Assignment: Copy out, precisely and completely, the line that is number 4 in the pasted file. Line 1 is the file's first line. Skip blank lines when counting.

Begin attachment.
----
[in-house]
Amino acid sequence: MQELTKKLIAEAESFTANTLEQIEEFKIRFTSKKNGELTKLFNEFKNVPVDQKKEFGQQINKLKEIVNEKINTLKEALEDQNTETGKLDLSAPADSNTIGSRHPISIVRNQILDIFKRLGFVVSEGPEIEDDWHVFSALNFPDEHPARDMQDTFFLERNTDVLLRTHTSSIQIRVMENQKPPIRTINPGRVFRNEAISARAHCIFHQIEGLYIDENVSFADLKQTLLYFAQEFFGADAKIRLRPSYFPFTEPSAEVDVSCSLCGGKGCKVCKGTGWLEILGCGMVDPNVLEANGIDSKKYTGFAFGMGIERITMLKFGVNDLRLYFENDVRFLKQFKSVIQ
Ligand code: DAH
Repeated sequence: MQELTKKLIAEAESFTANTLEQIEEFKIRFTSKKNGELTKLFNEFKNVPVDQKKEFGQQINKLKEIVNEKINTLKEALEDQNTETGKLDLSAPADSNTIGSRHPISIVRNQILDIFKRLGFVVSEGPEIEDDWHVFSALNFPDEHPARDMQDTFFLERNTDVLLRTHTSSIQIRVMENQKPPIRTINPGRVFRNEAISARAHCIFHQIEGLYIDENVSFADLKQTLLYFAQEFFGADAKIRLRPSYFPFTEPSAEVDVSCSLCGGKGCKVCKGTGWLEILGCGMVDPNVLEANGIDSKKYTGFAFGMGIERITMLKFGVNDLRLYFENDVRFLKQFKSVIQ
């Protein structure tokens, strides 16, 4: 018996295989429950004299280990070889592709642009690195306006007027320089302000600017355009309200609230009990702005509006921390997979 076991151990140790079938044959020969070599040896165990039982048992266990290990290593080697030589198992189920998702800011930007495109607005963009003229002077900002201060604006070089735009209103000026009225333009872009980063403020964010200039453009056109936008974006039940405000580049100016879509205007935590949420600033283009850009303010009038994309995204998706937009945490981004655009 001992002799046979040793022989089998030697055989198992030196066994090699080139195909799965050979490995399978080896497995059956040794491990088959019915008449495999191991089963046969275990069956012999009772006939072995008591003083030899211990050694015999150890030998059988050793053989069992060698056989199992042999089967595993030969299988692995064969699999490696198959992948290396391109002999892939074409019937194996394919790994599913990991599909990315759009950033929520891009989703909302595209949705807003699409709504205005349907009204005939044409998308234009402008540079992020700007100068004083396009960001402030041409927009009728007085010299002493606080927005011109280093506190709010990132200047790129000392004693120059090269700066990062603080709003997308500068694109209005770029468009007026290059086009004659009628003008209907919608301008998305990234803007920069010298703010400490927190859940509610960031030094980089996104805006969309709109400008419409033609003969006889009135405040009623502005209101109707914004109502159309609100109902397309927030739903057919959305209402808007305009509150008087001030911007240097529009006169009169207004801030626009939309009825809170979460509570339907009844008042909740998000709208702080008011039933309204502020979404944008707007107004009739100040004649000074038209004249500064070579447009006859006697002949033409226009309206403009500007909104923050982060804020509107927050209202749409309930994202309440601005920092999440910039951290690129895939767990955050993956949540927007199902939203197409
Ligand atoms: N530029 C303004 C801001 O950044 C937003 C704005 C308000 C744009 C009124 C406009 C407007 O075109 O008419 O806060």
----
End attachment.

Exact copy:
Repeated sequence: MQELTKKLIAEAESFTANTLEQIEEFKIRFTSKKNGELTKLFNEFKNVPVDQKKEFGQQINKLKEIVNEKINTLKEALEDQNTETGKLDLSAPADSNTIGSRHPISIVRNQILDIFKRLGFVVSEGPEIEDDWHVFSALNFPDEHPARDMQDTFFLERNTDVLLRTHTSSIQIRVMENQKPPIRTINPGRVFRNEAISARAHCIFHQIEGLYIDENVSFADLKQTLLYFAQEFFGADAKIRLRPSYFPFTEPSAEVDVSCSLCGGKGCKVCKGTGWLEILGCGMVDPNVLEANGIDSKKYTGFAFGMGIERITMLKFGVNDLRLYFENDVRFLKQFKSVIQ